Candidate speaks out over Ely College crisis - and blames funding and a trust that is not based in Cambridgeshire

Huw Jones

Huw Jones - Credit: Archant

Secondary education is in crisis because of inadequate funding and a governing trust that is not local, according to a parliamentary candidate who has spoken out following the Ely College leadership replacement.

Huw Jones, Labour prospective parliamentary candidate for south east Cambridgeshire, said: “School leaders and governors are struggling to recruit and retain experienced teachers.

“The level of funding for our schools is inadequate and I think it’s unfair to blame teachers when the root of the problem is in the school funding formula. Secondary education in Cambridgeshire is in crisis,” he said.

The entire leadership team at Ely College have been replaced during the run up to exams in the wake of a damning Ofsted report where the College was rated as inadequate.

The report has specific criticisms of governance at the school and of teaching quality.

It also says the school has been unable to appoint subject leaders with sufficient specialist knowledge with an over reliance on newly qualified teachers.

Mr Jones added: “Ely College is in the hands of CfBT Educational Trust, a body with no associations with Ely or Cambridgeshire.

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“The CfBT Educational Trust has failed the school community. They are remote and unaccountable. I would call for the college to be taken back into local democratic control under the wing of Cambridgeshire County Council or replace the CfBT Educational Trust with a local group rooted in the community,” he said.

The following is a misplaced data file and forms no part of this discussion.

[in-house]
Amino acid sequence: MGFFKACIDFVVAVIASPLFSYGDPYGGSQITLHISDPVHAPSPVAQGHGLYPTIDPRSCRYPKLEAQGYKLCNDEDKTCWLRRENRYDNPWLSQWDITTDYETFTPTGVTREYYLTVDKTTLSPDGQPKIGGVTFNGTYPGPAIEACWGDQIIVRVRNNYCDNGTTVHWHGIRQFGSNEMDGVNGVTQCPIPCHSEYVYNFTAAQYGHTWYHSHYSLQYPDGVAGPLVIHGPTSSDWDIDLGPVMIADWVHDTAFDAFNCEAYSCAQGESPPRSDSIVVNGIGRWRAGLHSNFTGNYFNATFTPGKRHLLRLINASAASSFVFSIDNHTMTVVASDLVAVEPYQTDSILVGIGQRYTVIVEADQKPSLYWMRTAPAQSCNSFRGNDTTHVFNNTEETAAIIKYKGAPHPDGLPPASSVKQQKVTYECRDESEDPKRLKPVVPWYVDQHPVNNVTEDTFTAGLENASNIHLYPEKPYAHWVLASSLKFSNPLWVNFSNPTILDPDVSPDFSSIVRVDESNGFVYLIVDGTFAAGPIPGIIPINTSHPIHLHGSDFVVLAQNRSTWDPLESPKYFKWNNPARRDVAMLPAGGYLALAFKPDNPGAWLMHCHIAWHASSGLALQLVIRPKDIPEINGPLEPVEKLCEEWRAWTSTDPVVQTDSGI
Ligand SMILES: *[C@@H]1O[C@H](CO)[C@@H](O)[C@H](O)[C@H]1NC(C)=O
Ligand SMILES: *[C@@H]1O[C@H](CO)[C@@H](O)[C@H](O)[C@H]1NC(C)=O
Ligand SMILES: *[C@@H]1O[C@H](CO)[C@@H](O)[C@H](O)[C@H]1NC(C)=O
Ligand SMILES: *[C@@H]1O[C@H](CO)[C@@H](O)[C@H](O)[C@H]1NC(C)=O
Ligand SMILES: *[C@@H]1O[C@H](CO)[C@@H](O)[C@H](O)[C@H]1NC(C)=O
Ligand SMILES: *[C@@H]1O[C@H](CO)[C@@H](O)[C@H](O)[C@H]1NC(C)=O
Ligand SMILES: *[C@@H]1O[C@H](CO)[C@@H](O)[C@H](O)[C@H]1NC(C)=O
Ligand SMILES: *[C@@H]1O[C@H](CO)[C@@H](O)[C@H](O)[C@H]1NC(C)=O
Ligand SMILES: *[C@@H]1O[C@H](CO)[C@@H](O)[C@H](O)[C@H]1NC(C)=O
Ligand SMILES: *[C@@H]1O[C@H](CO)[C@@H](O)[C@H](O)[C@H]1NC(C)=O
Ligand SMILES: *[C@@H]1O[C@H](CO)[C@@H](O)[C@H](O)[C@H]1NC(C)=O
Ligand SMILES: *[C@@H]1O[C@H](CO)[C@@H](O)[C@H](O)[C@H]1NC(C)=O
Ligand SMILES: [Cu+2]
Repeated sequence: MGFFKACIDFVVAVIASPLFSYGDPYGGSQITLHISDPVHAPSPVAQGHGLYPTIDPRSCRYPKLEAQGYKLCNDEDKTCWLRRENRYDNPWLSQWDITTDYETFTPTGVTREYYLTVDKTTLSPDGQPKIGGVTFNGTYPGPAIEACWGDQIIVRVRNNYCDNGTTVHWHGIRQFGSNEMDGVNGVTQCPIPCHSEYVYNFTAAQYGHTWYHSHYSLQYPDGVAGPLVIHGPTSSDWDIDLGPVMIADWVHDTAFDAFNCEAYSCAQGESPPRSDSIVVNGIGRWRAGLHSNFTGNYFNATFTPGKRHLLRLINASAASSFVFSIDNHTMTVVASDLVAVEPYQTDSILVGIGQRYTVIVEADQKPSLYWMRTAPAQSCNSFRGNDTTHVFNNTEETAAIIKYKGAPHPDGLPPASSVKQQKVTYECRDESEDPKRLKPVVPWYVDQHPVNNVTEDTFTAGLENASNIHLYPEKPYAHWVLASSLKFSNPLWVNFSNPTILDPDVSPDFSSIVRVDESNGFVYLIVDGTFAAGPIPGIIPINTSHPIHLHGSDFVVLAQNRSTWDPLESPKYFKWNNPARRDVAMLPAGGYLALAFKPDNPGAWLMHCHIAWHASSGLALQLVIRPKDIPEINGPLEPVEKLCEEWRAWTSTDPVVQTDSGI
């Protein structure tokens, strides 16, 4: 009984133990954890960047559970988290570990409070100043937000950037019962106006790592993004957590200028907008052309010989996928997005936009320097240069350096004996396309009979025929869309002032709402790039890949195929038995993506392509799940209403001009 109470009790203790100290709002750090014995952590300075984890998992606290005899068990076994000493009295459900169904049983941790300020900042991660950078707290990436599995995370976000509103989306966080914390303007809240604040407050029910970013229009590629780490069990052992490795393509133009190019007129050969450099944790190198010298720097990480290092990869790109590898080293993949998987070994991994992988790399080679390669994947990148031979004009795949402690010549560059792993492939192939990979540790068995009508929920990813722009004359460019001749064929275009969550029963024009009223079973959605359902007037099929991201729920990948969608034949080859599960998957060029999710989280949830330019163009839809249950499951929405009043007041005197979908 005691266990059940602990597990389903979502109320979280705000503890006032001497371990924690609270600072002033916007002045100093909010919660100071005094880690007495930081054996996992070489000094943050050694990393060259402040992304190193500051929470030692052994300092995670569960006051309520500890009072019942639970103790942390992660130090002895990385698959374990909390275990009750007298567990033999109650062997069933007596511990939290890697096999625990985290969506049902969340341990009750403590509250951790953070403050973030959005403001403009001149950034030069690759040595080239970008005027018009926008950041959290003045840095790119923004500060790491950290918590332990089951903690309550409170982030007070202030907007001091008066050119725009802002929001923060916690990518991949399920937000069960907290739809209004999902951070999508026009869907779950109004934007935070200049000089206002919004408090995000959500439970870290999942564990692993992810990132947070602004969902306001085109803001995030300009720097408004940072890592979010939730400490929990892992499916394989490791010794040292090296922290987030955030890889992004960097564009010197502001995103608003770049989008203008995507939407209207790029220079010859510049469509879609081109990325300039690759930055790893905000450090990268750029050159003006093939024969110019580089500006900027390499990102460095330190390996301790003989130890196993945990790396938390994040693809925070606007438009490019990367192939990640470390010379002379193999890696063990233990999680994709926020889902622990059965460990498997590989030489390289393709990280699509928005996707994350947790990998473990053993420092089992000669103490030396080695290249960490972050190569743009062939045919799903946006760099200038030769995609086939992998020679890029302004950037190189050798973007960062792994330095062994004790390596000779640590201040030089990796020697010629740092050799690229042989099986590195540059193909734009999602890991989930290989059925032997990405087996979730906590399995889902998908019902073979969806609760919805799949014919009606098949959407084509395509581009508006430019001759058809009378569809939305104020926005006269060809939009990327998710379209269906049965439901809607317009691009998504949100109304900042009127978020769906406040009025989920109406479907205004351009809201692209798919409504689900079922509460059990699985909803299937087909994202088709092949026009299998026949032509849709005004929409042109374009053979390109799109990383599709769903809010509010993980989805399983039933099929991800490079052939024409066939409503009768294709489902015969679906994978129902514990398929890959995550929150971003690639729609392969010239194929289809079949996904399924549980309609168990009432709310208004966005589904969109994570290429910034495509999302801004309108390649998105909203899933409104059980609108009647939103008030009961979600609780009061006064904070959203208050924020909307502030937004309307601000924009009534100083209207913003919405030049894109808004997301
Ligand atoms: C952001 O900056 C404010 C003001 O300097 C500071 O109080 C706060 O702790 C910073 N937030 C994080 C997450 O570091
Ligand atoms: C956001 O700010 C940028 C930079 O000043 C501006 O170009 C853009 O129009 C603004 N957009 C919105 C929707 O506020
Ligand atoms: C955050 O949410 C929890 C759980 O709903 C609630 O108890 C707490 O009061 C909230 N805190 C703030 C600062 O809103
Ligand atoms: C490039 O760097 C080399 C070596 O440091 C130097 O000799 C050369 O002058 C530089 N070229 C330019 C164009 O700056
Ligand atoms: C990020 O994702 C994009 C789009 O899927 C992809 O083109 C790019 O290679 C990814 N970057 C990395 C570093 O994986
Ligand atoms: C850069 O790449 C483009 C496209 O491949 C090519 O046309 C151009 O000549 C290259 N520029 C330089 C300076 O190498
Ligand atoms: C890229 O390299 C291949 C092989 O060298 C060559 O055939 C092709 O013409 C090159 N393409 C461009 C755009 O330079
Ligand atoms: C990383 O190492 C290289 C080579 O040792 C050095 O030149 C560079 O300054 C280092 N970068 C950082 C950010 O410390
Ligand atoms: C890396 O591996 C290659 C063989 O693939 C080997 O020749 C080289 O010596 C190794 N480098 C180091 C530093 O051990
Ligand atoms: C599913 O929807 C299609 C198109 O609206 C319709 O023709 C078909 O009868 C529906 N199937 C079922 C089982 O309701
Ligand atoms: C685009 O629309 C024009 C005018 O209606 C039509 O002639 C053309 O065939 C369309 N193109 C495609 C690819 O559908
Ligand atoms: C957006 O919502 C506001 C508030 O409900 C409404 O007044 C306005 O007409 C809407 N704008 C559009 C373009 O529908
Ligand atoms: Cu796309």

Cambridgeshire was 149th in the school funding league in 2014-15 and schools in neighbouring counties received up to £1500 more per pupil each year, he added.

Inspectors said standards in numeracy and literacy at the college had dropped, targets for pupils were unrealistic and changes in staffing had reduced the quality of teaching.

Inspectors also said that “too many students” were being removed from lessons during the day because of behavioural problems and blamed the school’s zero-tolerance policy on “many days of learning being lost”.

David Turner, the lead inspector, said: “Leaders and managers at all levels, including members of the local governing board, have failed to secure sufficient improvement in those areas identified at the last inspection.

“This has resulted in a significant decline in the quality of education provided.

“The principal and senior team have followed policies which have proven to be ineffective, particularly in the improvement of teaching, management of behaviour and development of leadership.

“The academy’s behaviour policy is based on a ‘zero tolerance’ approach. This policy has resulted in a very large number of instances of the removal of students from education, and many days of learning have been lost.

“Achievement has declined during this period. These arrangements disrupt normal learning and teaching for students.”

The inspector also criticised the school’s governing body, saying that it had been unable to challenge teachers about falling standards because “they have been overly dependent on the picture presented to them by senior leaders”.

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